And finally, if oppressive damages are awarded in this case despite all the above and despite the false allegation being the result of an honest mistake by a victim of abuse, the press will surely be very nervous about investigating cases where it appears the justice system has failed victims.

Leading to a problem: how can the press apply pressure on the police and justice system to correct what appears to be a historic injustice?

The false accusations were just the latest in a long catalogue of more serious errors. A care system which allowed the vulnerable to be abused. A system which allowed the rich and famous (e.g. Savile) to exist above suspicion.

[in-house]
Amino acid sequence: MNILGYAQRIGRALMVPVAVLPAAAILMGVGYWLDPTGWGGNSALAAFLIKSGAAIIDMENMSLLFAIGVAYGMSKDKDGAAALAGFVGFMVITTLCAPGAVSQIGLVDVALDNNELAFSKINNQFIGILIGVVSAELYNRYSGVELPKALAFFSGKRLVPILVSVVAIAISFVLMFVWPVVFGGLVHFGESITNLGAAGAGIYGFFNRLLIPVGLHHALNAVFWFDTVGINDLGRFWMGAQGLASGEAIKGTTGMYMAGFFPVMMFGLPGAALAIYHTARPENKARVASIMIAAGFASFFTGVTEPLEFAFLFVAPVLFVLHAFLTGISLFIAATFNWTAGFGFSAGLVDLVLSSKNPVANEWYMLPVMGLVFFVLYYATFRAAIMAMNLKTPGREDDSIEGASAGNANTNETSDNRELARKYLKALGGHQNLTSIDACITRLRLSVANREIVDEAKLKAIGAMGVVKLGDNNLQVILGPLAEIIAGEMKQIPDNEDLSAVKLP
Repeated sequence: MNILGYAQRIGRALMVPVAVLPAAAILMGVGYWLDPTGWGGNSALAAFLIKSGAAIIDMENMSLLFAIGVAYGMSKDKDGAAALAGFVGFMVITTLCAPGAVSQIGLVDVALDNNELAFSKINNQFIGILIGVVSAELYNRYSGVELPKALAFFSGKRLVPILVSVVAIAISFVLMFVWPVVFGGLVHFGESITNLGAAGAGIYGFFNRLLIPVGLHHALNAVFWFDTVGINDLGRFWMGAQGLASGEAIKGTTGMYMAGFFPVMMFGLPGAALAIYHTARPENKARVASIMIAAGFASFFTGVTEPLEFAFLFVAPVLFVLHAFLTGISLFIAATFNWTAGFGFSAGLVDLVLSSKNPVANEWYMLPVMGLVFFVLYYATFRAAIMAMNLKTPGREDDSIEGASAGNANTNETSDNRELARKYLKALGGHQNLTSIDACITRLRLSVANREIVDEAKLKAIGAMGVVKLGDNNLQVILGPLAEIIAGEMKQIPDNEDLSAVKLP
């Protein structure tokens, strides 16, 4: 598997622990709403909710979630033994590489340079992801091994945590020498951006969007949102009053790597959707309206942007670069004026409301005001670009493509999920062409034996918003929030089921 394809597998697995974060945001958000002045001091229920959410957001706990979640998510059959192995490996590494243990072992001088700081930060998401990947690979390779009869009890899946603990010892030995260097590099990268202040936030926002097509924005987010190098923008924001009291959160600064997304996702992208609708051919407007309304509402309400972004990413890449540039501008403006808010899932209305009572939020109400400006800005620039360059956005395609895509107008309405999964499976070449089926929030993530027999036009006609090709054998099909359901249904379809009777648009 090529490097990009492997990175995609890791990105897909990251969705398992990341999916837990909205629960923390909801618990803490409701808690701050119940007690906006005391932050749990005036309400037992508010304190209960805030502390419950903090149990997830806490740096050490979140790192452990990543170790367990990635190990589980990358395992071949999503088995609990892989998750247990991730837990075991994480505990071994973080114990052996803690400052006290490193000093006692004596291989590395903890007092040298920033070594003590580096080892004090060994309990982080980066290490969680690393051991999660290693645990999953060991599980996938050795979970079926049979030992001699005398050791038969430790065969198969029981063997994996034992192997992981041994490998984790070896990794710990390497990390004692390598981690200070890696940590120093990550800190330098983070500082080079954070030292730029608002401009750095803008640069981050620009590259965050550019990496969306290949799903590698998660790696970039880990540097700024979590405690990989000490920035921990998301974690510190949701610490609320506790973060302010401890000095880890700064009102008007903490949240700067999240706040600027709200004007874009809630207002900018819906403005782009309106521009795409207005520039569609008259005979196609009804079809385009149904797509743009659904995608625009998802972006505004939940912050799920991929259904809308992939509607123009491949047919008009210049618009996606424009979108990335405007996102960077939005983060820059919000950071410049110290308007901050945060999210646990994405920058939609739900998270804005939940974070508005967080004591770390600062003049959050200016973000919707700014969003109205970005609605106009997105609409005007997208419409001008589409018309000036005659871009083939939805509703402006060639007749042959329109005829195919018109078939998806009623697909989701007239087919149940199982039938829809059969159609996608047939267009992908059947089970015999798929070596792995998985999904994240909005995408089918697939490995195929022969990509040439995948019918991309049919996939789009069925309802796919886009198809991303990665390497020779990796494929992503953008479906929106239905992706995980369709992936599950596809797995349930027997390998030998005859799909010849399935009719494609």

A failure to take victims seriously at the time followed by a reliance on secrecy to hide unproven allegations rather than a full transparent investigation.

Libel action might help educate the masses to their collective responsibility not to pass-on tittle tattle.  But in the grand scheme of things I doubt it will achieve much, bar forcing the baying mob to hide their tracks when participating in social media.

A few weeks ago we asked how was Savile allowed to get away with his apparent crimes for so long.  I doubt many today are asking that question.

@JamesFirth

3 comments: